When I came out, I knew that I would have to battle a lifetime of ignorance and bias, but I also knew that I needed to be particularly watchful of the bias of the ostensibly learned man. Each of the arguments Mr Katju makes looks scientific and, on that basis alone, is considered insuperable in his book. (Never mind that he is yet to provide a scientific basis for his "90 percent Indians idiots" claim.)
So let's look at his latest rant from a scientific angle. Some scientists claim that homosexuality may serve an evolutionary purpose--of keeping the population in check. If homosexuality were a freak of nature, as Mr Katju seems to think, it would have been wiped out because homosexuals do not procreate and do not pass their genes to the next generation. Since that has not happened and statistics variously indicate homosexuals to make close to 10 per cent of the population, it is possible that there is an evolutionary basis for homosexuality.
There. But that is not half of my problem with Mr Katju. He has served as a judge of the Supreme Court and it is to people such as him that we look up to solve the most pressing legal and social problems of the day. I balk at what might have been the content of the judgment if Mr Katju had been on the SC bench that last year overturned the Delhi High Court order of 2009 decriminalising homosexuality. He would have turned the courtroom into a bully pulpit.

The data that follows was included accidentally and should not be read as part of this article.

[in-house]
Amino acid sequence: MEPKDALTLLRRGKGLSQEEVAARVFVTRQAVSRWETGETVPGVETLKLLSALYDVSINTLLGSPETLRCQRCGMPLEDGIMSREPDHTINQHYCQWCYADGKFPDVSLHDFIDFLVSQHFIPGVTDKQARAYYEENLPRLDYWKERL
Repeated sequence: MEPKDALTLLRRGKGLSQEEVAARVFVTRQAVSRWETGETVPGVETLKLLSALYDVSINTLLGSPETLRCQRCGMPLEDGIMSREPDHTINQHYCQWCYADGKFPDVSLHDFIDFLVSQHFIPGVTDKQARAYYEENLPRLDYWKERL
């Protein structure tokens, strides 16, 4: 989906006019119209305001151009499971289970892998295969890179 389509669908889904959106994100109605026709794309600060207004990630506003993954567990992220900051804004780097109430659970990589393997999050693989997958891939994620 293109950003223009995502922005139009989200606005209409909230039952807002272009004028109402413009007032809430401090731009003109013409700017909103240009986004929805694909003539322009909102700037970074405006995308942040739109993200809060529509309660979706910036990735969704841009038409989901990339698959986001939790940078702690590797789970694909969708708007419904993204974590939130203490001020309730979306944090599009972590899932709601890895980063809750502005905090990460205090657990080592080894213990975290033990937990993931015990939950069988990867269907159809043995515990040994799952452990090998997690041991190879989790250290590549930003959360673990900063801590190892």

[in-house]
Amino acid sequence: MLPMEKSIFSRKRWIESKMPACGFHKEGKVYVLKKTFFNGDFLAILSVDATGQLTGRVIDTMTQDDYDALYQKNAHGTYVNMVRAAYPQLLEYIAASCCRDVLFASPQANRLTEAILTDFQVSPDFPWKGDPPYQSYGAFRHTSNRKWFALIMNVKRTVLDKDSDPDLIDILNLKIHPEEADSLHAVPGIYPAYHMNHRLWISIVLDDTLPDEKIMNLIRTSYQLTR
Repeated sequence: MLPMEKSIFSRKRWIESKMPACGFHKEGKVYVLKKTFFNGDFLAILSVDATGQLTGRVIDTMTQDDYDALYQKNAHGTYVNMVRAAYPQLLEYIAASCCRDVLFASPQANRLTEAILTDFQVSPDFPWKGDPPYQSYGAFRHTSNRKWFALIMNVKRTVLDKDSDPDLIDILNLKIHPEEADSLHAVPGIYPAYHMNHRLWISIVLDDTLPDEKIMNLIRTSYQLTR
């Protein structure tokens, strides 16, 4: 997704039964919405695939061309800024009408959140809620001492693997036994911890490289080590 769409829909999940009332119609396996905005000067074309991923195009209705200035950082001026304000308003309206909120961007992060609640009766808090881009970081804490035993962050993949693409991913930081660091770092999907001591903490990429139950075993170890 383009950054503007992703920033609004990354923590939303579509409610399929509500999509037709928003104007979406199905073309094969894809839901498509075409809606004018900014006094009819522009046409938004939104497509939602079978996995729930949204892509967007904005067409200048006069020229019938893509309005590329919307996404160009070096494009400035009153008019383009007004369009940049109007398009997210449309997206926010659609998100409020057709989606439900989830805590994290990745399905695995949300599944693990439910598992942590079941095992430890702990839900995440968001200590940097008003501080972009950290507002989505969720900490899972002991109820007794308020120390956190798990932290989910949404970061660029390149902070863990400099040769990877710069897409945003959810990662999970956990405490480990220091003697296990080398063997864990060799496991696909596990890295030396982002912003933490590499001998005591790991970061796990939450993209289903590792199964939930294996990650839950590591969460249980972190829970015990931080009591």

Maybe homosexuality has an evolutionary basis, maybe not. Who cares? The truth is we are here and we are here to stay. When the SC deemed us a "minuscule minority" in its judgment last year, it not only went against the factual reality on the ground, but subverted the very essence of justice--to protect and cherish regardless of numbers. Now Mr Katju has gone one up. In such a climate, what hope for gay people from the system?